I arrived in Beirut three days before the start of my month-long hike in the mountains of Lebanon, the eastern Mediterranean nation bordered by Israel and Syria. I wanted to explore Beirut before heading off into the countryside, but I knew no one and spoke no Arabic, so I looked for an organized walking tour as an introduction.
WalkBeirut.com received the best reviews. They said its owner, Ronnie Chatah, expressed his obvious love and affection for the city by sharing it with visitors. I checked his website for tour dates.
There were none. A few months earlier, Chatah’s father, a former finance minister and ambassador to the United States, had been assassinated in a central Beirut car-bombing that killed eight and wounded scores more. In grief, Chatah ended his tours.
Welcome to Lebanon, a stunningly beautiful country maimed by past wars and years of sectarian power struggles. If mafia families divvied up a state the size of Connecticut and enforced their authority with the threat of violence—leaving inhabitants to rely on personal connections for services and stability—it would resemble modern Lebanon.
All this makes the Lebanon Mountain Trail (LMT), a 300-mile route north to south along the nation’s rugged crest, a miracle of environmentalism, conservation and civic pride. In a country where the idea of the common weal remains a radical notion, the builders of this trail decided to create something for all Lebanese to enjoy, out of nothing but love for the place itself.
You have to walk it to believe it.
I hiked with the nonprofit Lebanon Mountain Trail Association, a fledgling Appalachian Mountain Club of the Levant, if you will. The LMT is new, its routing completed in 2009 with funding assistance from the U.S. Agency for International Development. Though you can walk it on your own, I chose to join the association’s annual April thru-walk, designed to raise awareness of the trail and its mission.
Most of my fellow hikers were Lebanese, and eight of us made the complete trip. Others hit the trail for anywhere from a day to two weeks. They were a boisterous, friendly group, eager to teach me how to say “Cheers!” in Arabic and to tease me about being an American spy.
During the day, we hiked the Mount Lebanon range, the trail oscillating between 2,000’ and 6,000’ elevation. The range runs the length of the country, rising sharply between the coast to its west and the Bekaa Valley—actually a high plain—to its east. From several places on the trail, we could view the sea like colored glass in the distance. In winter, snow blankets these mountains. In April, snowmelt feeds dozens of potable springs and wildflowers spread across rocky slopes.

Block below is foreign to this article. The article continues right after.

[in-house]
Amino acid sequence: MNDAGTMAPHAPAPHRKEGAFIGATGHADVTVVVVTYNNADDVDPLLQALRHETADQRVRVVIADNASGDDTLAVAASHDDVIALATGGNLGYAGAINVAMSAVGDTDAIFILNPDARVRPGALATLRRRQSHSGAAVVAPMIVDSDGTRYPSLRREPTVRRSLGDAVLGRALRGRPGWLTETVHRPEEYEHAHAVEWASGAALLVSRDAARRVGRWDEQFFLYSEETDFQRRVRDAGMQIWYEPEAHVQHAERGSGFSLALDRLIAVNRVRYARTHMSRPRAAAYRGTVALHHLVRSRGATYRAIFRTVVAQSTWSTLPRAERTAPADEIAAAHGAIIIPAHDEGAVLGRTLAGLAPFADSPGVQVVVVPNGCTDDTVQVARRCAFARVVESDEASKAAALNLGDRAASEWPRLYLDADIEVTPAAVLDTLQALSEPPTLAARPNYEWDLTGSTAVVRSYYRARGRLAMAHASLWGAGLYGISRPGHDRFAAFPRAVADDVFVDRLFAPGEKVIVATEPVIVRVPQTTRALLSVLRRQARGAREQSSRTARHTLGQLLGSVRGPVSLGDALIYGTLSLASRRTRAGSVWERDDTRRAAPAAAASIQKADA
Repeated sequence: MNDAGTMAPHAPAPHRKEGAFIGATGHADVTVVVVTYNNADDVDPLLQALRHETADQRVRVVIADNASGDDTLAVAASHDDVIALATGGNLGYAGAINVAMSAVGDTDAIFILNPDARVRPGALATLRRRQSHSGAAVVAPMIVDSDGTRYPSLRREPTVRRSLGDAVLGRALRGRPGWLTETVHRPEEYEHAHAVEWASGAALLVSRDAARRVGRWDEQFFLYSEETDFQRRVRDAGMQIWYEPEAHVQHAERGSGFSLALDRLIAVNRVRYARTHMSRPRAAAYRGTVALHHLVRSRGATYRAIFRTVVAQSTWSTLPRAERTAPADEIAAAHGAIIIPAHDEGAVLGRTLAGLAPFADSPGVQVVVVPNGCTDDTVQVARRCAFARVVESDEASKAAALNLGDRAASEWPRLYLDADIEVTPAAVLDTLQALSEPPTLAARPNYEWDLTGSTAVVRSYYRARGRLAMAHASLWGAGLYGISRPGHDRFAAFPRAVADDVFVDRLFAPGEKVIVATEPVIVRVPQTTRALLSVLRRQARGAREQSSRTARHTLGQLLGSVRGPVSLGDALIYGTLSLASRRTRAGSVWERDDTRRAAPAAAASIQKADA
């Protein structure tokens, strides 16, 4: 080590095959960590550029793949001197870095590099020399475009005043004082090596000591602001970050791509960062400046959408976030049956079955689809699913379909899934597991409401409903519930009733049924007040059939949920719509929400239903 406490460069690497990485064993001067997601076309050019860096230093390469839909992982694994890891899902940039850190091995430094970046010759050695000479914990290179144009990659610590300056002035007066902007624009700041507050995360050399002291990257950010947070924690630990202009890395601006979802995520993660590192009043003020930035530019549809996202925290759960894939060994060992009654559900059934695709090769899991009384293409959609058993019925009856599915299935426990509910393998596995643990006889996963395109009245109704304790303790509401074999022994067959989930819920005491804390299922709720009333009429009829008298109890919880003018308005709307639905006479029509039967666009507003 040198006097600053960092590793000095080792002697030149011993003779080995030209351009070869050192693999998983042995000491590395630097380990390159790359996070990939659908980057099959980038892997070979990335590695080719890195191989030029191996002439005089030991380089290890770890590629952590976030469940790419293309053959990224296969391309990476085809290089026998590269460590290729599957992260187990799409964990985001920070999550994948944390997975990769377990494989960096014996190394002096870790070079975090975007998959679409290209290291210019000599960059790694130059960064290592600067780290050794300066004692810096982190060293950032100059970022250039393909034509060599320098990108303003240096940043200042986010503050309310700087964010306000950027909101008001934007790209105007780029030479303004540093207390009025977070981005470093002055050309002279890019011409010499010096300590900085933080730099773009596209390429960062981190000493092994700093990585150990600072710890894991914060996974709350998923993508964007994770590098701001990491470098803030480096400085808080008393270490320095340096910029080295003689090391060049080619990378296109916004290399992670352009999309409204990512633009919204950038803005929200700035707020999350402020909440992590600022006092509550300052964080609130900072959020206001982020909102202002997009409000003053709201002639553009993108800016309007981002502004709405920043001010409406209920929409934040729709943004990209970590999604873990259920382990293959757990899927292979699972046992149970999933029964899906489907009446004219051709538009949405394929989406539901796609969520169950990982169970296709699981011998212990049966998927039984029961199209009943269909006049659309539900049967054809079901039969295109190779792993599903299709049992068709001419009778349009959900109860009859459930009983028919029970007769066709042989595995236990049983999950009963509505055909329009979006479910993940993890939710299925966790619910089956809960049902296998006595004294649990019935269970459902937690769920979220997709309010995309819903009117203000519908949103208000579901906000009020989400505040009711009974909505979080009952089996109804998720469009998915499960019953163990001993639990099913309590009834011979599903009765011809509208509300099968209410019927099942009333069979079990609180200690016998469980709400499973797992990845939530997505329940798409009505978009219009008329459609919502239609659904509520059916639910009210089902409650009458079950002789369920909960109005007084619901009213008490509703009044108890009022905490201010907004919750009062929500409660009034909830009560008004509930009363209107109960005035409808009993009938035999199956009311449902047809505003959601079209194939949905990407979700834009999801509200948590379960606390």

Our group hiked south to north, starting in the hotter, lower elevations of the Bekaa region near the Israeli border. We crossed agricultural lands, through fields, olive orchards and small villages. Once out of the south, we began to encounter wooded areas, with umbrella pine, juniper and the legendary, stately cedars of Lebanon. The LMT passes through three nature reserves, where reforestation efforts are attempting to reclaim areas decimated by centuries of human habitation. Much of the trail also crosses rocky open slopes, affording continuous views as one treks.
After summiting Qurnat as Sawda, at 10,131’ the Levant’s highest mountain, we made a steep descent into the lush Qadisha Valley. Maronite Christians first sought refuge in this valley in the 7th century; it is famous for the monasteries and convents built into its precipitous cliffs. We stayed the night at one.
From Qadisha we continued on into the wilder, greener north. We spent a luxurious afternoon in Horsh Ehden, a small remnant forest thick with cedar, juniper and fir. Forty percent of plant species in Lebanon are found there, though it encompasses only .1 percent of the land. We passed through apple orchards and dense vegetation, which in places had overtaken the trail. By our endpoint near the Syrian border, the landscape looked very different from where we’d started in Marjayoun.